Cybersecurity is undoubtedly one of the biggest concerns in the medical device sector—and the U.S. FDA should take steps to improve the security of networked devices before they enter the market, asserts the Department of Health and Human Services’ Office of Inspector General (OIG) in a new report. The government watchdog agency has also laid out a list of recommendations for the FDA regarding medical device security—suggestions of which FDA had acquiesced.

“We recommend that [the] FDA promotes the use of presubmission meetings to address cybersecurity-related questions, include cybersecurity documentation as a criterion in FDA’s Refuse-To-Accept checklists, and include cybersecurity as an element in the Smart template,” OIG officials write. “FDA concurred with all three recommendations.”

The OIG’s report, titled “FDA Should Further Integrate Its Review of Cybersecurity into the Premarket Review Process for Medical Devices,” also detailed the FDA’s previous approach to medical device cybersecurity. “FDA uses its 2014 guidance on the content of premarket submissions and cybersecurity as general principles to assist its review,” OIG officials reveal. “FDA reviewers explained to us that they consider known cybersecurity risks and threats when reviewing submissions and apply that knowledge to devices that display similar risk profiles.”

For instance, if the FDA detects a possible security breach in a certain cardiac device from a certain manufacturer, the agency will regard the same threat when evaluating similar cardiac device submissions from other manufacturers.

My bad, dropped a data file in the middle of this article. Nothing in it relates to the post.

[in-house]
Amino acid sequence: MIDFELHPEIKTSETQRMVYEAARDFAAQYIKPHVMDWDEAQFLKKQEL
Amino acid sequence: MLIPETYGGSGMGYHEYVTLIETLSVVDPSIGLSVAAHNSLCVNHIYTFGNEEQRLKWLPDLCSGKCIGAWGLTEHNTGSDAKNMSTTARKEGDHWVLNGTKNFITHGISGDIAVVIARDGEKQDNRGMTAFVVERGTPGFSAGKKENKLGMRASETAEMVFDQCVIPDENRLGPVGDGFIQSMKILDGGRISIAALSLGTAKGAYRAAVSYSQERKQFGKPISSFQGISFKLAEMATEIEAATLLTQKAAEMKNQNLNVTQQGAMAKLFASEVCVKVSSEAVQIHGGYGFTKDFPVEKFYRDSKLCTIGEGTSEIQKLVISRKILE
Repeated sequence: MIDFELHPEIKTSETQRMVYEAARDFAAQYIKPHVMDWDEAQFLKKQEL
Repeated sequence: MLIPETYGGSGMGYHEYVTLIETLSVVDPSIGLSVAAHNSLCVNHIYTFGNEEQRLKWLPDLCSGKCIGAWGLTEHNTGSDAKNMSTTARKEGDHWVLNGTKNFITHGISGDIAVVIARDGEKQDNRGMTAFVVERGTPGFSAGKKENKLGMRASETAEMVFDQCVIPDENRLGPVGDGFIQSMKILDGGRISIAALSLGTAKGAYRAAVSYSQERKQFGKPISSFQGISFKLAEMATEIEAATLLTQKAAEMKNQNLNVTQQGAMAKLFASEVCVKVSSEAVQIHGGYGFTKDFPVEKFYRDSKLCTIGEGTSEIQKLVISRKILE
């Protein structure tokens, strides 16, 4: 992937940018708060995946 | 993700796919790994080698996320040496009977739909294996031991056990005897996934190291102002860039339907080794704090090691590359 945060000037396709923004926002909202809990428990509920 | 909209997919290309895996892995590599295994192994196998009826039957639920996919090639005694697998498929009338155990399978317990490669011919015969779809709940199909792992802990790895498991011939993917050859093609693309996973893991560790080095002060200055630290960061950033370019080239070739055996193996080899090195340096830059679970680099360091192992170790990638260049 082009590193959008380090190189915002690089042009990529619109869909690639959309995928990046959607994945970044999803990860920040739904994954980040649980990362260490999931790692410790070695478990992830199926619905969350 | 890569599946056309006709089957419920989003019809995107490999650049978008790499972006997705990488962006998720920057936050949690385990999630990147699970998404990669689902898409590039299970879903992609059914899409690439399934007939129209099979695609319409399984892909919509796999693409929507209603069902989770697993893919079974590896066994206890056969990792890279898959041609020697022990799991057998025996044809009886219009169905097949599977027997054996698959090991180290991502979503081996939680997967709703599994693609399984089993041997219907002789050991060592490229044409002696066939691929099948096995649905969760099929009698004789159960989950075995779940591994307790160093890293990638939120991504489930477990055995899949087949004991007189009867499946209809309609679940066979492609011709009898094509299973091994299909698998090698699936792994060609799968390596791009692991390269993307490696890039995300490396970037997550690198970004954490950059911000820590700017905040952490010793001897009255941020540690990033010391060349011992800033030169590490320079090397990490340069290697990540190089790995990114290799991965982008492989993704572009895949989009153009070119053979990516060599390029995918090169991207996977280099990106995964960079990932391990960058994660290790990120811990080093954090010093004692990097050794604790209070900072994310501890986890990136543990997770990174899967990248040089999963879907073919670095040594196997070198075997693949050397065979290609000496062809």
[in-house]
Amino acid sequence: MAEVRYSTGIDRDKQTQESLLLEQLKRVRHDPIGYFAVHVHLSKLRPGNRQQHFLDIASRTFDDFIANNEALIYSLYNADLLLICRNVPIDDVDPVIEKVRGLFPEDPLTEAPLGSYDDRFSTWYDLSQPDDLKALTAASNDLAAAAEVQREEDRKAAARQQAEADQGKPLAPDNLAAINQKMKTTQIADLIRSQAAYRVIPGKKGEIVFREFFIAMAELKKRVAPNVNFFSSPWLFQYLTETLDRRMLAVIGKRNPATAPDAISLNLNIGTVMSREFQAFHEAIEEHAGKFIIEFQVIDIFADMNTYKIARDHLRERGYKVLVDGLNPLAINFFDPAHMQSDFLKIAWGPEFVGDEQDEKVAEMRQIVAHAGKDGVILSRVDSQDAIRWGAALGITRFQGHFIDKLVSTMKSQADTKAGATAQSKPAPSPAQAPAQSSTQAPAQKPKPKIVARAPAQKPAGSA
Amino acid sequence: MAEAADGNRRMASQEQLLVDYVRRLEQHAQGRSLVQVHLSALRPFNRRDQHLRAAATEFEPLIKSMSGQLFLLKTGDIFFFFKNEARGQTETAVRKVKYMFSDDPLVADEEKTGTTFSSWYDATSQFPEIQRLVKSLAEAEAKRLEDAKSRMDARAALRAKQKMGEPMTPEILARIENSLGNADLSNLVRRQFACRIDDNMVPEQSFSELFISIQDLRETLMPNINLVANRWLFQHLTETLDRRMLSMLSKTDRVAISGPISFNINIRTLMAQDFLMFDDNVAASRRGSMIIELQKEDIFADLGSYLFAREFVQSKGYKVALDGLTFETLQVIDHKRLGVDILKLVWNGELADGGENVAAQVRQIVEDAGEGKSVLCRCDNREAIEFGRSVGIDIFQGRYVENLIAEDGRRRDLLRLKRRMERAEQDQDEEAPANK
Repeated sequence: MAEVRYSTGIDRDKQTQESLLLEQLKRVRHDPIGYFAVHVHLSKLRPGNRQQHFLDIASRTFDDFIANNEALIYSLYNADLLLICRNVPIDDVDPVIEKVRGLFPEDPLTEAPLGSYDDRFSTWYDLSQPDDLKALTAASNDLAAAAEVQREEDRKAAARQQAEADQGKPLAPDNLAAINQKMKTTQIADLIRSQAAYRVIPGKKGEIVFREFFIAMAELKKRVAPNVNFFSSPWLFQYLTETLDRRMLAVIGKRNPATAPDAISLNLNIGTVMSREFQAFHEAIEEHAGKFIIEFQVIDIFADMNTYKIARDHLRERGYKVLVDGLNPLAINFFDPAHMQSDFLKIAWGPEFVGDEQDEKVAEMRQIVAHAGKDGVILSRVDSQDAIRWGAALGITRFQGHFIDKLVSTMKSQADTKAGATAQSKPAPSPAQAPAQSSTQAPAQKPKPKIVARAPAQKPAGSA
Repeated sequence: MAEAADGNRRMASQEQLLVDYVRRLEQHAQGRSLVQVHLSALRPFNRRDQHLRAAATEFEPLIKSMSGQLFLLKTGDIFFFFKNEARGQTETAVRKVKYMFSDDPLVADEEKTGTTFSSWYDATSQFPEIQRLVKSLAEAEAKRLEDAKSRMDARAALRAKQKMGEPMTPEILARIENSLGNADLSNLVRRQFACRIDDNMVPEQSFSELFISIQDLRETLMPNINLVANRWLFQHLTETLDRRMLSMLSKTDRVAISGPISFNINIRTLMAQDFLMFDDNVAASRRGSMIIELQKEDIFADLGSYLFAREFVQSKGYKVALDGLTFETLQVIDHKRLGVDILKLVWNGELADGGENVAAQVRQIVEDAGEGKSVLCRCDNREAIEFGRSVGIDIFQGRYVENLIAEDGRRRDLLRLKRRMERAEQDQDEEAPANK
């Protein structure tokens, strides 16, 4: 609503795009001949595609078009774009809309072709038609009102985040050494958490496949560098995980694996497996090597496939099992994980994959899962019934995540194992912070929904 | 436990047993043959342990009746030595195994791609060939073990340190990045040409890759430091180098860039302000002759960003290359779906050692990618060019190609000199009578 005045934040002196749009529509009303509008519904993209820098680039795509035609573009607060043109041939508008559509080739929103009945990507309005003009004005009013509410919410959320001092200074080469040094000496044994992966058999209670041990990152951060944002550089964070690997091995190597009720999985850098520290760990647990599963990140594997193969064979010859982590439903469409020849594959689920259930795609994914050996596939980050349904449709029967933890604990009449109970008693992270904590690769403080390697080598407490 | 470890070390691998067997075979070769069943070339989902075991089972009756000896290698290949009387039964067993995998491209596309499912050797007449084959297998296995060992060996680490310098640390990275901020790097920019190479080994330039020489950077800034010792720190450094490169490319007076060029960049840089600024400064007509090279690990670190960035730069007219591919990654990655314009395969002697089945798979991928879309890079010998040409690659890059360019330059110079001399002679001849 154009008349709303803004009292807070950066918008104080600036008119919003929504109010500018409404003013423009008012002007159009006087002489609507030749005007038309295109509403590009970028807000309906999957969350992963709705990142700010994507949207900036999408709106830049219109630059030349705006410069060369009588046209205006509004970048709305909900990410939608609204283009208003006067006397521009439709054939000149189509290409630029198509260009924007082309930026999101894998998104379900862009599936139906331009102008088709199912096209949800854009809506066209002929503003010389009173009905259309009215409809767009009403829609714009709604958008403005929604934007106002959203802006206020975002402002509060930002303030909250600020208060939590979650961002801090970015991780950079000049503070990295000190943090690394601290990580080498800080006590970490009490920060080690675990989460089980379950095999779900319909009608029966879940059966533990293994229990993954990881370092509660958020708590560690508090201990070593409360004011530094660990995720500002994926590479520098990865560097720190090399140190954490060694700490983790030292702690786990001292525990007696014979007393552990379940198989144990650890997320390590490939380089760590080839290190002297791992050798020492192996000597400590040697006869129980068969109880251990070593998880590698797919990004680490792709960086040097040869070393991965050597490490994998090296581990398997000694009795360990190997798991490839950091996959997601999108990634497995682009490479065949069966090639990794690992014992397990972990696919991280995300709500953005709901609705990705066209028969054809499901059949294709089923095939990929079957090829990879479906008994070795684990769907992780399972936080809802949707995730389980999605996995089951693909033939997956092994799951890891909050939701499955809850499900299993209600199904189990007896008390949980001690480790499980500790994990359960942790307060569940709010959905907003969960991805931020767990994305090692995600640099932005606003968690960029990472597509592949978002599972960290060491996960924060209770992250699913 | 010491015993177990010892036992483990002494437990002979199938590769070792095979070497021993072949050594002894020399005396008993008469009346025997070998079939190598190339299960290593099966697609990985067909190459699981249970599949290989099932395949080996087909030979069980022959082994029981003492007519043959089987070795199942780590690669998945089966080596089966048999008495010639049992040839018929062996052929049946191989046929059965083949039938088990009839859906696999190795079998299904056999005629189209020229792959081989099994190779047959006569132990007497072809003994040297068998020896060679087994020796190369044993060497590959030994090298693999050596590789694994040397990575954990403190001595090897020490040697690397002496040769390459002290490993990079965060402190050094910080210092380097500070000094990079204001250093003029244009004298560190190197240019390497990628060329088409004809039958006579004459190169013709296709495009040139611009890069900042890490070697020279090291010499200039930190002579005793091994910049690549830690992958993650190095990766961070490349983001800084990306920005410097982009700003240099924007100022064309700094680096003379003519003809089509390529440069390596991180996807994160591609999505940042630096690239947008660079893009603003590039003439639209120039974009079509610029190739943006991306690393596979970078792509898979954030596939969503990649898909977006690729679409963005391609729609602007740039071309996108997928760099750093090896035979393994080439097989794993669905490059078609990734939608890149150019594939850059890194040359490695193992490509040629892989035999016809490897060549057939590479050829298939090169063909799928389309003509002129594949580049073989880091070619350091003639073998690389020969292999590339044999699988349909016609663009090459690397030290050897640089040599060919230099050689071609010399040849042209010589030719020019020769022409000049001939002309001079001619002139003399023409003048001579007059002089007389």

What’s more, FDA reviewers look for cybersecurity documentation when reviewing product submissions—documentation, OIG officials maintain, that “may include a hazard analysis or a matrix that describes the device’s cybersecurity risks, controls to mitigate those risks, and threats that the manufacturer considered.” When further clarification is needed, however, or product submissions fail to provide adequate cybersecurity documentation, the reviewers may ask for more information.

Even so, the OIG found: “At the time of our review, FDA had almost always cleared or approved the cybersecurity aspect of networked medical devices because manufacturers had been able to respond with supplemental cybersecurity information that FDA deemed sufficient. FDA staff told us that manufacturers could use presubmission meetings to better understand what cybersecurity information FDA needs and the steps they need to take as they design their devices.”

Do you believe the FDA’s adherence to the OIG’s recommendations will make a big difference in the quest toward greater medical device cybersecurity? Why or why not?